By Erin Meister, Counter Culture Coffee
“When I retire, I want to open a coffee shop.”
For years, those words rankled me. As a coffee professional with a decade’s worth of experience culled from trial and error (lots of error), I found the suggestion that someone would enter into coffee as a secondary or “for-fun” career offensive. In my younger, obnoxious years, I might have responded with, “Yeah, and when I retire I’m going to go into finance.” I viewed sweat equity as the only way to break into specialty coffee, and scoffed at those on the outside looking in from so-called traditional careers, their faces pressed up against the proverbial glass of our fancy-free coffeesphere.
Now, thanks both to the wisdom of age and the whittling away of youthful hubris, I’m actually thrilled when folks want to switch gears and enter specialty coffee—excited to meet and nurture the totally green, hopeful barista, or to give advice to the longtime café manager who wants to make the leap into the wholesale world. Any entrepreneur or mid-life career changer who’s passionate enough about coffee and community to want to risk everything on opening a café has earned my respect and my assistance, even if we’ve never met. And if you’re crazy enough to want to fly around the world and ride in the back of pickup trucks down dirt roads in search of the best and most sustainable beans, I’ve got your back.
So do countless other professionals who have been there and done that.
The “rising tide” mentality of specialty coffee we always talk about isn’t just talk: It’s shown in our actions, collaborations, generosity, and, yes, to some reasonable degree, even in the challenge of our mostly friendly competition with each other. To whit, I tracked down three industry newcomers—a barista in training, a daydreaming café owner, and a hopeful green-bean buyer—and linked them up with old hands in each field (myself included) for some sage words and friendly advice.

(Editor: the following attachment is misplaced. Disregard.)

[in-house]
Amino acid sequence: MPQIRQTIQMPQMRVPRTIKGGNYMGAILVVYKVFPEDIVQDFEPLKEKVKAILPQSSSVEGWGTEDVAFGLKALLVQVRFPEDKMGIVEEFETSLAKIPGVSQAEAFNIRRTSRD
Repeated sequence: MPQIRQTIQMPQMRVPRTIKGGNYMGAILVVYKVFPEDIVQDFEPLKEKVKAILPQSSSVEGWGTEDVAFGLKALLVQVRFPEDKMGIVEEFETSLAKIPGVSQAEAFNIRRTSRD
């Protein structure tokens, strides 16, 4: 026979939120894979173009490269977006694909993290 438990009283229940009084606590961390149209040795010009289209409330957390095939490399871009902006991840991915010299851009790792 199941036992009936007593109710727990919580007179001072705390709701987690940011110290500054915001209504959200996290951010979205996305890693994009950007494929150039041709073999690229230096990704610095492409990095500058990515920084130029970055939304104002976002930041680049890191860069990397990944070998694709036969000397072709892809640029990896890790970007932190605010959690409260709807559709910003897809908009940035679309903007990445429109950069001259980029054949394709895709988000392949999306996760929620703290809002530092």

What dreams, fears, fantasies and questions do the tenderfoots have? How can seasoned veterans such as ourselves help grow the next generation of arabica addicts, and what pearls of wisdom can we offer these recruits? Let’s see how this tide is a-risin’.
Sean Liljequest was drawn to specialty coffee not only because of his love of drinking the stuff, but also because of what he’s noticed from watching the barista coworkers he most admires at Joe New York, where he’s worked for the past four months as a barista-in-training (BIT): “What really drew me to Joe was that their baristas seem to have a lot of knowledge and passion about the coffee they’re serving,” Sean says, explaining why he wants to be among the ranks behind the espresso machine there. “They also seem to be having a good time. It’s a job, but it’s also more than that. It’s very communal, like a big family. That mindset was really different from past chain jobs I’ve worked at.”
So true: Baristas find more than over-caffeination on their side of the counter: There’s a kind of camaraderie that comes from sharing six, eight, even ten hours a day on your feet next to someone else, sweating in the radiant heat waves from the coffee brewers and cup-warming trays. Sean wonders how long it will take for him to be considered a “master” at this task, and does he risk carpal tunnel in the process? As a line barista with many years of coffee experience, I feel qualified enough to address some of Sean’s concerns myself.
In terms of becoming a really top-notch barista, there is something very Kung Fu: The Legend Continues about learning and growing with a portafilter in hand while keeping your ego in check: After all, as Kwai Chang Caine says, “The weakness of the jackal is his arrogance, and arrogance is the downfall of anyone who subverts the truth.” The best baristas are the ones who have the patience enough to practice; the determination enough to overcome their early bumbles and mistakes; the desire to constantly explore every aspect of the coffee industry; and the humility to realize that there is always something else to learn. (Oh, and an unwavering love of coffee. That’s an absolute necessity.)